Fenton said while the county understands and respects the farmers and the critical economic role they play in Kern County, their actions are making the problem worse.

“By berming (Caliente Creek) and channelizing the water and sending it on downstream, it’s creating some negative impacts and jeopardizing the safety and the livelihood of the community,” he told Kern County supervisors.

And it could have a negative impact on thousands of residents across Kern County who live in a designated flood plain.

“Many of these diversions are a violation of the flood plain, which could also jeopardize the county’s standing in the National Flood Insurance Program,” Fenton said. “That could result in significant increases for flood insurance premiums for the flood insurance payers of the county.”

If the county doesn’t solve the problem, Farr said, anyone who is required to have flood insurance could lose a 15 percent discount they currently receive.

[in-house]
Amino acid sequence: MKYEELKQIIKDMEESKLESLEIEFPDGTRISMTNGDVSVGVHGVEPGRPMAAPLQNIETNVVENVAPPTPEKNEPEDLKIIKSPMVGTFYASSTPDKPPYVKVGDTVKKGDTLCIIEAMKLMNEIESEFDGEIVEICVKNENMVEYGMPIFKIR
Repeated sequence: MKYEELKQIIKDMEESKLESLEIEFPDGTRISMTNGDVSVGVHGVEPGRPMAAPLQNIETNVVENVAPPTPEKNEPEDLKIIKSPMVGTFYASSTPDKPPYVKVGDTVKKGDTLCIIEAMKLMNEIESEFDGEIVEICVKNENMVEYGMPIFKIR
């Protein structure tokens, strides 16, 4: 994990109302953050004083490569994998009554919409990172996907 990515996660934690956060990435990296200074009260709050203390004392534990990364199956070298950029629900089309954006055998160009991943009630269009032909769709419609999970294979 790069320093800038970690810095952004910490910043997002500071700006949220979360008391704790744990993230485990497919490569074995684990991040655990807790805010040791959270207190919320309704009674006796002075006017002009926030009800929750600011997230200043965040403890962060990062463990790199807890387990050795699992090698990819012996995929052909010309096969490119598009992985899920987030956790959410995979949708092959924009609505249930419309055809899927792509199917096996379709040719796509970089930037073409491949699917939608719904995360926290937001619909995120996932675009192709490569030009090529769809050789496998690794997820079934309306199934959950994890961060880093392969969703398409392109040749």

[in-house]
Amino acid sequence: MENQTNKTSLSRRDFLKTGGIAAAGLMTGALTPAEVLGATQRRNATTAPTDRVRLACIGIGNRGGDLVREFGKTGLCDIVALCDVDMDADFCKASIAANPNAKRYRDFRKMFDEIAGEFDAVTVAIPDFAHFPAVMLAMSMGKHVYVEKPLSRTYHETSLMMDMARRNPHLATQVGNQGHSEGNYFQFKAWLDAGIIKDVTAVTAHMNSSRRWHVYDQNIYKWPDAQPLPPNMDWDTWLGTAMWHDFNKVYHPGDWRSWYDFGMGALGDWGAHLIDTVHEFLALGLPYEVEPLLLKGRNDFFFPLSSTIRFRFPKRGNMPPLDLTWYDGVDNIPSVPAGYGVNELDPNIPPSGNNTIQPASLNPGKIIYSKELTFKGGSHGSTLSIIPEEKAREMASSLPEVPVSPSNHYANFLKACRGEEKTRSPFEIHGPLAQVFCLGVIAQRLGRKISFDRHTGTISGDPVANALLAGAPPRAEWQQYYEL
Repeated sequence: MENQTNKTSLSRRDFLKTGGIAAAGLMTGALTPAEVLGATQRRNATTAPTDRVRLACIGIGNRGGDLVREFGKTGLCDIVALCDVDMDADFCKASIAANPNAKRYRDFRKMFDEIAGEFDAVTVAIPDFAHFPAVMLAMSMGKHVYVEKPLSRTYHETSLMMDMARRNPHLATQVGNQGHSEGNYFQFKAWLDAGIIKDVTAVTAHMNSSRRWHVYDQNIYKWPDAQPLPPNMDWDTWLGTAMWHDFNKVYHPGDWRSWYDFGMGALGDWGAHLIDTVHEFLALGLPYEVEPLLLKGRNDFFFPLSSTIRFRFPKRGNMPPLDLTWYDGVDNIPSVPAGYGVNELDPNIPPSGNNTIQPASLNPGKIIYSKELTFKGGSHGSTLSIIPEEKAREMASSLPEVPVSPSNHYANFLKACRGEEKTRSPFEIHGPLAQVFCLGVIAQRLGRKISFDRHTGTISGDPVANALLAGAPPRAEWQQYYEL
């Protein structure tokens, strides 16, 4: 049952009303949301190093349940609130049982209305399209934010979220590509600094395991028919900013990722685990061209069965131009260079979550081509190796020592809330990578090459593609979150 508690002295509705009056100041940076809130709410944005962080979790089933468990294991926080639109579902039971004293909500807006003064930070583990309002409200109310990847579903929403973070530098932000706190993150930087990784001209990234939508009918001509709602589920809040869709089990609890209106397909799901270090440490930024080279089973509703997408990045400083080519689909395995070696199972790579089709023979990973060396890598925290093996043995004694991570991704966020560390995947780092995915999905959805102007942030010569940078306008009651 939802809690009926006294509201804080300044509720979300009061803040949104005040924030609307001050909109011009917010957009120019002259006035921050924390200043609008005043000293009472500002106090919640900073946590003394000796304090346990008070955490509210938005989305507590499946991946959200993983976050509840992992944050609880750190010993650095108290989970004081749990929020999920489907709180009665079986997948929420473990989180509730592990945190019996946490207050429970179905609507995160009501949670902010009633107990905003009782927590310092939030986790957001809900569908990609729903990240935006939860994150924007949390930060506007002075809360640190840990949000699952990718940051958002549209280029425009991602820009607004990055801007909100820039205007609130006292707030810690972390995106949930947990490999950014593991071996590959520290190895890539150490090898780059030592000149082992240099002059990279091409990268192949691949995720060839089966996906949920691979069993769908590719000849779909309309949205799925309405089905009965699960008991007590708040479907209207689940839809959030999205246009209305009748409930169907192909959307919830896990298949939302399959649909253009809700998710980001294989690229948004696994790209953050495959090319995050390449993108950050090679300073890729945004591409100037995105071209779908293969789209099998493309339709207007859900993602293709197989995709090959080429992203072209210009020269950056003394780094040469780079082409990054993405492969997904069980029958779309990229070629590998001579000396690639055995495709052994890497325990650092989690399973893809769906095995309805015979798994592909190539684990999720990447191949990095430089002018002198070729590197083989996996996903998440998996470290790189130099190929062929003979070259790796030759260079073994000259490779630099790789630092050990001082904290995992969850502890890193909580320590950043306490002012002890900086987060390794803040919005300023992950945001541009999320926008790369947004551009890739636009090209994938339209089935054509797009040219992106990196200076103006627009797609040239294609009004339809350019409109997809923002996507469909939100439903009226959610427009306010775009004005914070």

On Jan. 31, Kern County Public Works Director Craig Pope outlined plans to create a flood mitigation plan that would keep all but the largest floods away from Lamont.

The county intends to work in cooperation with farmers in the area to make the plan happen.

Pope points, for a solution, back to the beginning of the problem.

If Caliente Creek could, once again, be allowed to spread out across its historical alluvial fan north of Highway 58, Arvin, Lamont and all the downstream farms could be protected, he said.

That would require farmers’ cooperation.

On Feb. 18, as Caliente Creek roared through the channels on their land, three of those farmers stood surveying their property from the overlook where Bena Road drops down into their valley.

They complained about the damage the water does to their land, the lack of a solution from the county and the need to pay taxes even when their crops are underwater.

They wouldn’t share their names.

Sanders, of the Farm Bureau, said Vivian Robinson’s death in floodwaters on Edison Road has brought an urgency to the discussion.

And farmers, she said, are committed to the talks.